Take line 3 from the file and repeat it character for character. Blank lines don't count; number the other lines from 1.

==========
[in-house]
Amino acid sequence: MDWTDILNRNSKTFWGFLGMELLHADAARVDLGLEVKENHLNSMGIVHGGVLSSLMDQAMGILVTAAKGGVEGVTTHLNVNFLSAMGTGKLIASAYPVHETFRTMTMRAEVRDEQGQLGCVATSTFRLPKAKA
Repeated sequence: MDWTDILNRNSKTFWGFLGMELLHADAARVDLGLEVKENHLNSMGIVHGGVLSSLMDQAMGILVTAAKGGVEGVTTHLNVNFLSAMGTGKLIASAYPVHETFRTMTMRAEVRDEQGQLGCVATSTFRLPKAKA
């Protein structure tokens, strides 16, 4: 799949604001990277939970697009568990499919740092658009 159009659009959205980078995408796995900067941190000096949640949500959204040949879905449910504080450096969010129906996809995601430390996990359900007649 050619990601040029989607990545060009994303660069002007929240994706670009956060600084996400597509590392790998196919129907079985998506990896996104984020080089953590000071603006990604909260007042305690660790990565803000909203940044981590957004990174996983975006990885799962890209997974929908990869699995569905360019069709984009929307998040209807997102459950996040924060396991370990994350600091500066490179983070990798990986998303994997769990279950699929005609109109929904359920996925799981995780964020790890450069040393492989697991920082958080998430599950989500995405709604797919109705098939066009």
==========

Repeated sequence: MDWTDILNRNSKTFWGFLGMELLHADAARVDLGLEVKENHLNSMGIVHGGVLSSLMDQAMGILVTAAKGGVEGVTTHLNVNFLSAMGTGKLIASAYPVHETFRTMTMRAEVRDEQGQLGCVATSTFRLPKAKA